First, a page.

Sending anything out to space can be an expensive affair, which is why it makes perfect sense to keep things as light as possible, not to mention small in size. Majority of the solar panels that power spacecraft have been specially designed in order to fold open the moment they arrive in space, which is why it is of utmost importance that the solar panels which are used on spacecraft would be designed in the most optimal method. To get an idea on how to maximize the efficiency in packing, a bunch of spacecraft engineers at Brigham Young University (BYU) have decided to glean the experience and advice from origami expert and physicist Robert Lang.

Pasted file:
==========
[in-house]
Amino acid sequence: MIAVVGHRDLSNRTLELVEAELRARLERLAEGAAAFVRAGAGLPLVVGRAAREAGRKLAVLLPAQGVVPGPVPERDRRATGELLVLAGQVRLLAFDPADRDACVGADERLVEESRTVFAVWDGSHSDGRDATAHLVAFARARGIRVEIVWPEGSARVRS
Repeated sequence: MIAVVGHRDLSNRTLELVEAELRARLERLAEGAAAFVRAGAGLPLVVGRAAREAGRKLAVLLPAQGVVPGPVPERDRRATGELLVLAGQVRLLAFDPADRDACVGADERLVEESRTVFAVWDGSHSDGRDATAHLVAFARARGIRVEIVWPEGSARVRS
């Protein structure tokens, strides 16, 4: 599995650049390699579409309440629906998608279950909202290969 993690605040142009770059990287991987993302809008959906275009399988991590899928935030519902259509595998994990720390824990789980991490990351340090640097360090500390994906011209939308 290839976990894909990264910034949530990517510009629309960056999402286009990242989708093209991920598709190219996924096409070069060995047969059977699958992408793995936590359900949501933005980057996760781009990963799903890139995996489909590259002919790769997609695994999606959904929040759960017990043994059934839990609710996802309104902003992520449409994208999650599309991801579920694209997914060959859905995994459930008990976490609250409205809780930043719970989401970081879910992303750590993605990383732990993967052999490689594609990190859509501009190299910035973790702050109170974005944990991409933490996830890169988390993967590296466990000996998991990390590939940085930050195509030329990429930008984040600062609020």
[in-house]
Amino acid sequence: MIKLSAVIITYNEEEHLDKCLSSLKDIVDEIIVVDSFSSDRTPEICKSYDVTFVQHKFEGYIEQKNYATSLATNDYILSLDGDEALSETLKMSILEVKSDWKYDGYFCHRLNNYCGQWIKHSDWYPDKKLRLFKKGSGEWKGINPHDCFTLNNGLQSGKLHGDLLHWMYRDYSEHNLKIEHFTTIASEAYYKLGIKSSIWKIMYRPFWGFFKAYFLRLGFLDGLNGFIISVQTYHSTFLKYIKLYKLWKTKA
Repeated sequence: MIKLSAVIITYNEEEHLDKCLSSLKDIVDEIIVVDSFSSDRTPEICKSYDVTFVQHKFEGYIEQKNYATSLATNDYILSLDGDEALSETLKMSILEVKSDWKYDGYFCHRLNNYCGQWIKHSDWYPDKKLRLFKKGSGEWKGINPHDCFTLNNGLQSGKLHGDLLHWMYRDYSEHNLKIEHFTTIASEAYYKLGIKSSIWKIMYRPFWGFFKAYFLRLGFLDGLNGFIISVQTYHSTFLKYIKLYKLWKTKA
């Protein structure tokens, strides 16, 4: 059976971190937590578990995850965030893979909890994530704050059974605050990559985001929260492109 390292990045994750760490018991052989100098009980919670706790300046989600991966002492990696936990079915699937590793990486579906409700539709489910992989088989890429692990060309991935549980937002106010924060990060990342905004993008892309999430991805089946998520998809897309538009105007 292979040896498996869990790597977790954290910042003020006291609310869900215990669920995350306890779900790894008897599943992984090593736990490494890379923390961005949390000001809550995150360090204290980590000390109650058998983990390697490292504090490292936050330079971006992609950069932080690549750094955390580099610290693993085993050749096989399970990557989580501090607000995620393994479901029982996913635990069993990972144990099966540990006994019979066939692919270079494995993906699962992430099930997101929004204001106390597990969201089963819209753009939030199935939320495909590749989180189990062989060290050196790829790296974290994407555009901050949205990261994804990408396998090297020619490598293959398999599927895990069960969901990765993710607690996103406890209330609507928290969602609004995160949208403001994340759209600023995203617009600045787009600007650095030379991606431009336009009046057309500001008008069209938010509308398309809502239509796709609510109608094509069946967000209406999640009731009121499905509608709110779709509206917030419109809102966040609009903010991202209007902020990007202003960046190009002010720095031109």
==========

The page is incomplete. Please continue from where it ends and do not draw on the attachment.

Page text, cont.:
The BYU tea has been working alongside NASA’s Jet Propulsion Laboratory in order to work on a solar array which will be able to fold open to nearly ten times its packed size, and in the process, are able to generate up to 250 kilowatts of power. Whenever it is folded, the solar panel array will wrap itself around the core of the spacecraft, and it remains to be seen just what kind of application this particular solar panel array will be used for. Art imitates life, or life imitating art?
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